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Abstract

OBJECTIVE

To evaluate income and family planning decisions of American College of Zoological Medicine (ACZM) diplomates.

SAMPLE

98 ACZM diplomates.

PROCEDURES

An online survey was sent to 201 ACZM diplomates. Participation was voluntary.

RESULTS

98 (49%) diplomates responded to the survey. The most commonly reported income categories were $90,000 to $94,999, $100,000 to $104,999, and $110,000 to $114,999. Overall, the mean of the salary-category midpoint responses was $105,357 but was $122,917 for those in academia and $94,508 for those working in zoos and aquaria. When incomes of males and females were matched (24 pairs matched for gender and age), no difference in income was observed. There were no significant differences in income between males and females with and without children. Diplomates who did not complete a residency had significantly higher incomes than diplomates who did. Sixteen of 21 (76%) females and 9 of 19 (47%) males reported delaying having children because of their career. Additionally, a higher percentage of females with children (13/20 [65%]) than males with children (3/19 [16%]) felt that having children had had a negative effect on their career. Thirty-five of 41 (85%) females without children and 4 of 9 (44%) males without children thought having children would have negatively affected their careers.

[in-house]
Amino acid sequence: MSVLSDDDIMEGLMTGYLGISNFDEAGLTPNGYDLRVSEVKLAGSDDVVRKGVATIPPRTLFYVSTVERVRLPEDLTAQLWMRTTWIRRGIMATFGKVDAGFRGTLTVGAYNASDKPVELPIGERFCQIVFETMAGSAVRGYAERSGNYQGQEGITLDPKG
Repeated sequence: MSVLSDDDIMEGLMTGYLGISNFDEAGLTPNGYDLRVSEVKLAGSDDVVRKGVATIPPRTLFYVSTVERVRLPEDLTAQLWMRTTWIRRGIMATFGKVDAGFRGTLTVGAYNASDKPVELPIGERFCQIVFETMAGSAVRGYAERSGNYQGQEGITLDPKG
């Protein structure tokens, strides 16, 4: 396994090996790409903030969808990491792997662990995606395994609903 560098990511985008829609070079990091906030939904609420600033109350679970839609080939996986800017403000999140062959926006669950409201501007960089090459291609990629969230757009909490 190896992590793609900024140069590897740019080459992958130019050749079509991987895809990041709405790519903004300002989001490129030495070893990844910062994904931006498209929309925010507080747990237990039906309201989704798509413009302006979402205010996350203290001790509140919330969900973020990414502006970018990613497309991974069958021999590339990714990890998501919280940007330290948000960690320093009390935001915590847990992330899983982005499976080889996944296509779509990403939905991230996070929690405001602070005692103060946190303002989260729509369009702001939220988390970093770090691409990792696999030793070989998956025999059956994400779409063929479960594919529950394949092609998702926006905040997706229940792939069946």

CLINICAL RELEVANCE

Although substantial differences in income between female and male ACZM diplomates were not identified, differences in family planning and perceptions of the impact of having children on their careers did exist.

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in Journal of the American Veterinary Medical Association